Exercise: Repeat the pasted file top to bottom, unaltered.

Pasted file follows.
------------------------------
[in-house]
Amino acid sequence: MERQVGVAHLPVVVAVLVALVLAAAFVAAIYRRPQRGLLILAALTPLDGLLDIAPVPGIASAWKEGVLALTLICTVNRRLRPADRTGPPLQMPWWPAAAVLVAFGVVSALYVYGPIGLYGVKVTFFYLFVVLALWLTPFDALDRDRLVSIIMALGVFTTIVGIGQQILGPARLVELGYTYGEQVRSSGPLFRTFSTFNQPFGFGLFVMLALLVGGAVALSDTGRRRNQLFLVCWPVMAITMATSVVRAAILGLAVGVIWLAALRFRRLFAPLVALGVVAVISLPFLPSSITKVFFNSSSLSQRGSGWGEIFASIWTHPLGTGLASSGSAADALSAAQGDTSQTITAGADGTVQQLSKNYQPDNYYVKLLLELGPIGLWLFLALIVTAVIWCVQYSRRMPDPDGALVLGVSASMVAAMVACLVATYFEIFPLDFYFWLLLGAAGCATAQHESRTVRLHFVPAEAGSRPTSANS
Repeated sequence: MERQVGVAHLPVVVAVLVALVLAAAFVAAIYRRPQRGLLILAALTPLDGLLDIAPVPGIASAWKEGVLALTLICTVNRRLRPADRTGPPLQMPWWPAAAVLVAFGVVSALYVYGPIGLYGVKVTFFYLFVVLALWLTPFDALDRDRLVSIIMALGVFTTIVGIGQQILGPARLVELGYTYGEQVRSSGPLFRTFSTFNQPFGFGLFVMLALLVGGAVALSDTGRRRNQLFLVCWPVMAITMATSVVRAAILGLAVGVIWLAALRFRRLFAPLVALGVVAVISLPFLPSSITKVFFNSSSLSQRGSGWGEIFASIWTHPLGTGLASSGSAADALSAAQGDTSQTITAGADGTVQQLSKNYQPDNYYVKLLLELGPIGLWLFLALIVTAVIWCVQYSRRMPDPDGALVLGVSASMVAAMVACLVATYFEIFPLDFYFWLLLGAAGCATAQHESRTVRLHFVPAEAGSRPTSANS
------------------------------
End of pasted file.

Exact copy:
[in-house]
Amino acid sequence: MERQVGVAHLPVVVAVLVALVLAAAFVAAIYRRPQRGLLILAALTPLDGLLDIAPVPGIASAWKEGVLALTLICTVNRRLRPADRTGPPLQMPWWPAAAVLVAFGVVSALYVYGPIGLYGVKVTFFYLFVVLALWLTPFDALDRDRLVSIIMALGVFTTIVGIGQQILGPARLVELGYTYGEQVRSSGPLFRTFSTFNQPFGFGLFVMLALLVGGAVALSDTGRRRNQLFLVCWPVMAITMATSVVRAAILGLAVGVIWLAALRFRRLFAPLVALGVVAVISLPFLPSSITKVFFNSSSLSQRGSGWGEIFASIWTHPLGTGLASSGSAADALSAAQGDTSQTITAGADGTVQQLSKNYQPDNYYVKLLLELGPIGLWLFLALIVTAVIWCVQYSRRMPDPDGALVLGVSASMVAAMVACLVATYFEIFPLDFYFWLLLGAAGCATAQHESRTVRLHFVPAEAGSRPTSANS
Repeated sequence: MERQVGVAHLPVVVAVLVALVLAAAFVAAIYRRPQRGLLILAALTPLDGLLDIAPVPGIASAWKEGVLALTLICTVNRRLRPADRTGPPLQMPWWPAAAVLVAFGVVSALYVYGPIGLYGVKVTFFYLFVVLALWLTPFDALDRDRLVSIIMALGVFTTIVGIGQQILGPARLVELGYTYGEQVRSSGPLFRTFSTFNQPFGFGLFVMLALLVGGAVALSDTGRRRNQLFLVCWPVMAITMATSVVRAAILGLAVGVIWLAALRFRRLFAPLVALGVVAVISLPFLPSSITKVFFNSSSLSQRGSGWGEIFASIWTHPLGTGLASSGSAADALSAAQGDTSQTITAGADGTVQQLSKNYQPDNYYVKLLLELGPIGLWLFLALIVTAVIWCVQYSRRMPDPDGALVLGVSASMVAAMVACLVATYFEIFPLDFYFWLLLGAAGCATAQHESRTVRLHFVPAEAGSRPTSANS